A young generation poised to “save the world” is stepping into adulthood amid a global pandemic and economic recession.
Generation Zers, born between the mid-1990s and early 2010s are growing up in tough times and they’re naturally feeling anxious about the flawed world they’re inheriting. According to an October survey by Wunderman Thompson Data, 83% of American Gen Zers feel that their generation is under a lot of pressure and 69% feel uncertain about their future as a result of COVID-19. Despite these concerns, they’re young and hopeful, with 75% believing their generation will change the world.
In a virtual commencement speech, former president Barack Obama, addressing the class of 2020, said “The old normal wasn’t good enough… You don’t have to accept the world as it is. You can make it into the world it should be and could be. You can create a new normal.” The pandemic has offered an opportunity for radical change, the very change Gen Zers have been seeking. Motivated by self-belief, pragmatism and optimism, this generation firmly believes that the future doesn’t have to be bleak if everyone works together on a better tomorrow.
This is the very essence of Wunderman Thompson Intelligence’s latest report Generation Z: Building a Better Normal which unpacks key areas shaping this generation: careers, identity, community, activism and brands. It also includes original consumer data by Wunderman Thompson Data and 13 bespoke interviews with Gen Zers around the world – the best way to learn about this generation is by speaking to them and involving them. Here’s a highlight, to download the full report click here.
Gen Z and careers
The youngest generation has been disproportionately affected by the dire economy, at the height of the pandemic in April, the unemployment rate for American teens aged 16–19 was the highest of all groups, at 31.9% according to the Bureau of Labor Statistics. Owing to this, career plans are up in the air and this young generation is learning to pivot, fast.
There are early signs of Gen Zers gravitating towards job security, opting for jobs in the civil service, as well as in health and science sectors. It is also a generation changing the traditional success metrics, shifting it away from fame and fortune to ethics and values. Research found that 82% say it’s important that their job contributes to the greater good and 70% would rather do something meaningful than make a lot of money.
Gen Z and identity
Multi-faceted and nuanced is Gen Z’s take on identity. It’s not about ticking boxes, it’s personal. Gen Zers are rewriting traditional identity narratives and defining a new set of rules that are ever-evolving. Elias Tzoc-Pachaeco, aged 17, captures this well saying, “identity is something that can change, like politics. That’s a belief shared by a lot of my generation.”
Their identity and who they are also impacts the brands they choose. Three quarters (76%) want a brand that is accepting of a range of identities and experiences whilst 73% want a brand that understands them. As a result, brands are actively challenging outdated identity tropes, reconstructing new ones for a new generation and becoming more inclusive. Period care products are starting to drop the term “feminine care” to acknowledge the transgender and non-binary communities that also have periods. Callaly has committed to using gender-inclusive terms like “period care” instead of “femcare” and “people with periods” instead of women. Moreover, in July, Superdrug released a range of gender-neutral tampons and pads for “people who menstruate.”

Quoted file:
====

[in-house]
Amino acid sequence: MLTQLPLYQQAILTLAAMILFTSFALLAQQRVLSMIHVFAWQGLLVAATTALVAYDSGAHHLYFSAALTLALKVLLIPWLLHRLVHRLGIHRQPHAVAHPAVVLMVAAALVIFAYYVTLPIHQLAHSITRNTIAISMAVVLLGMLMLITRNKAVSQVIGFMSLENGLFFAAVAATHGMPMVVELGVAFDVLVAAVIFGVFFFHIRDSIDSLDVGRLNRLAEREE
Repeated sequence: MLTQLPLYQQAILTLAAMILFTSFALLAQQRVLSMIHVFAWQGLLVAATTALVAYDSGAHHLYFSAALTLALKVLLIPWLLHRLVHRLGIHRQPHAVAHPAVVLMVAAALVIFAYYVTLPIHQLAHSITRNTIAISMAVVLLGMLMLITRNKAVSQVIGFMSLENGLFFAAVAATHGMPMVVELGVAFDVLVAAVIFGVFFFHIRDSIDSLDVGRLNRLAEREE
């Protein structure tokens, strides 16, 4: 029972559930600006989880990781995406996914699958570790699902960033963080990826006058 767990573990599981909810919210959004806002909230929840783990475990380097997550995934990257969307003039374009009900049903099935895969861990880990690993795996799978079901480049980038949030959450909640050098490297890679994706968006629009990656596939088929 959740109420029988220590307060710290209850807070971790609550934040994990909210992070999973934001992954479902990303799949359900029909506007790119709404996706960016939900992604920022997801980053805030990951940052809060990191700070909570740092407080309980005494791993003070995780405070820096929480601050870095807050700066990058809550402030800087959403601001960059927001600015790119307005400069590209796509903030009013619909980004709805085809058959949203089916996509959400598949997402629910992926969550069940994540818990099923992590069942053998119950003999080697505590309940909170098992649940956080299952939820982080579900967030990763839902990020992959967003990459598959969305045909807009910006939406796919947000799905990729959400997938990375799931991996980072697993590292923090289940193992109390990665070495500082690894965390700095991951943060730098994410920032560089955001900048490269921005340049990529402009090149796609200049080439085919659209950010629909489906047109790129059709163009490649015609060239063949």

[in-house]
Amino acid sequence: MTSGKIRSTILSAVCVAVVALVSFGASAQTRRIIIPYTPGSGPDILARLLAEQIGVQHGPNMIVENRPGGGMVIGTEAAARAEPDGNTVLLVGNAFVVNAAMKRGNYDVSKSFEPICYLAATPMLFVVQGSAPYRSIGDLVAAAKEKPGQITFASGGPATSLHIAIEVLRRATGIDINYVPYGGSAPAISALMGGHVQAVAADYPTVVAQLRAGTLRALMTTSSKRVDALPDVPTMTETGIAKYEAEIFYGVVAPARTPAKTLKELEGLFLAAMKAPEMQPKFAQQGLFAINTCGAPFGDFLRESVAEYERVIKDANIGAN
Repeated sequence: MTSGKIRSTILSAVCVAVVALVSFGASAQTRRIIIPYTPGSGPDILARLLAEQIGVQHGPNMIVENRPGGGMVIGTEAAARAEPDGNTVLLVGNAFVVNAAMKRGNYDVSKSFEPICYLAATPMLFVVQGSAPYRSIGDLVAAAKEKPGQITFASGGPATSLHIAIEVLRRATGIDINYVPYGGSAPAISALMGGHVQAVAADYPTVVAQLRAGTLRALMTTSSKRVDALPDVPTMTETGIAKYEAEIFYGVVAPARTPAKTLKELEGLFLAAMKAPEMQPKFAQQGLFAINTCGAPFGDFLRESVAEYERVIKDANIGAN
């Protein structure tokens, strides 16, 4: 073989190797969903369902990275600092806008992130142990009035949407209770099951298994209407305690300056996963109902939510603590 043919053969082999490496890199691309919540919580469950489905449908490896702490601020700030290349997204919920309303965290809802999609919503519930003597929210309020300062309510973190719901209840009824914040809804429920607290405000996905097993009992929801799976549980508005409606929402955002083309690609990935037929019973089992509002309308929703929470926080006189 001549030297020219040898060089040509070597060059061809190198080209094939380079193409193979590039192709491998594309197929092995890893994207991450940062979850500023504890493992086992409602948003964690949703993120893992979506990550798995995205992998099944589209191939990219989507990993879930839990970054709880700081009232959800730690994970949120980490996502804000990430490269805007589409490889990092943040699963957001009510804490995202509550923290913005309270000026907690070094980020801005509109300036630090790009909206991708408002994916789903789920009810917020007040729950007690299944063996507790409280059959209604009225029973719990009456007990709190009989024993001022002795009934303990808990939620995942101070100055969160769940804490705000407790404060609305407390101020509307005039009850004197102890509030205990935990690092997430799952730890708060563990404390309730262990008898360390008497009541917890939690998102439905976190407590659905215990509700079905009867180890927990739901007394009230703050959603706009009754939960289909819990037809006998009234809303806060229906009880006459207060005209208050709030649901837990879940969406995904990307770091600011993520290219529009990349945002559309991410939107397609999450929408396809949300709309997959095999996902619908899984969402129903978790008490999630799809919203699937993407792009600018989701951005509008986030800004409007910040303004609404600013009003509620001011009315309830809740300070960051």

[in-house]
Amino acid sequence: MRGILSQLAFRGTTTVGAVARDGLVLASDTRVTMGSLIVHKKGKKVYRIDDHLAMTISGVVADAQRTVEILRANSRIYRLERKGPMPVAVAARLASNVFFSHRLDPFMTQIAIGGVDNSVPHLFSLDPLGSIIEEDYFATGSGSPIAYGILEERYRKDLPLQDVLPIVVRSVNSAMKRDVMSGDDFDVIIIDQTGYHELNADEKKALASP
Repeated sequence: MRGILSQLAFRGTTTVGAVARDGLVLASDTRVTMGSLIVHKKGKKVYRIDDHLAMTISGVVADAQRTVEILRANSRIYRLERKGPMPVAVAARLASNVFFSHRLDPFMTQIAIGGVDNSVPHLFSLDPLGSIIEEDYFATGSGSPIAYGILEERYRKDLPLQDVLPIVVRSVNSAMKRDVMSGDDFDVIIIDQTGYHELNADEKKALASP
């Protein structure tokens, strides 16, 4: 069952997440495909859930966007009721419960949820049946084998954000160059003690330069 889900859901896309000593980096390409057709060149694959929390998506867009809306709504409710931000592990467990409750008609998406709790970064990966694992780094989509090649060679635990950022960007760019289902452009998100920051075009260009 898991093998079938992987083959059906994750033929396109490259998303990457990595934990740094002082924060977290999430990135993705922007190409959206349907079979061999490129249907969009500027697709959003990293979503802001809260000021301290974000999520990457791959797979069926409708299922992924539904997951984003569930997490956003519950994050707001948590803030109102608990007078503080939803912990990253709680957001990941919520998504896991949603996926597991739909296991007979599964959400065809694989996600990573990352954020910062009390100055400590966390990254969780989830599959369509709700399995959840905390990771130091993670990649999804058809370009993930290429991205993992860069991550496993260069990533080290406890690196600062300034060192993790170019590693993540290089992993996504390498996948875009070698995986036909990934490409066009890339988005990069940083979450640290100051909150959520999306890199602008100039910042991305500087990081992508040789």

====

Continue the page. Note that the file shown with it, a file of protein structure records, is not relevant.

Gen Z and community
Creating points of community across social media and in games come naturally to Gen Zers, they were born into technology after all. However, being digital natives doesn’t mean Gen Zers are digitally exclusive – they value in-person connections just as much. In fact, 83% say they have a newfound appreciation for in-person interactions as a result of the pandemic.
Gen Z and activism
Unafraid to confront unjust policies and unfair norms, Gen Z is on a mission to right these wrongs. From combating climate change to challenging the lack of gender equality, this generation is hoping to solve macro problems. Using social media, Gen Zers are distributing educational facts and rallying like-minded people to join the fight. However, digital engagement is not enough, Gen Zers have not only been involved in some of the biggest in-person protests in the past years, they have been leading them. According to a June 2020 study by Yubo, 86% of American Gen Zers felt that peaceful protests and political demonstrations were needed to create significant change. This confrontational and can-do mindset from an early age is defining this generation, poising them to save the world.
Gen Z and brands
Move aside millennials, Gen Z is now setting the pace for popular culture and trends, making brands and marketers track this generation with an eagle eye. Gen Zers already make up 40% of the global consumers and have an estimated $150 billion in spending power in the United States alone (McKinsey & Company), making them a key force in defining brand and consumer influence.
For Gen Z, brand choice is an extension of who they are and what they stand for – it’s personal. Nearly two thirds (60%) of American Gen Zers see their choice in brands as an expression of who they are and 79% want their money to go to a brand they believe in. However, as much as Gen Zers are reshaping the meaning of a brand, they also see brands playing a vital role in society and their future. Over three quarters (78%) of American Gen Zers believe that in the wake of COVID-19 brands have a responsibility to help build a better normal.
Gen Zers are rolling up their sleeves and paving the way to build a better normal. It’s time for brands, influential figures and marketers to join the task force in creating a better future, or risk being left behind.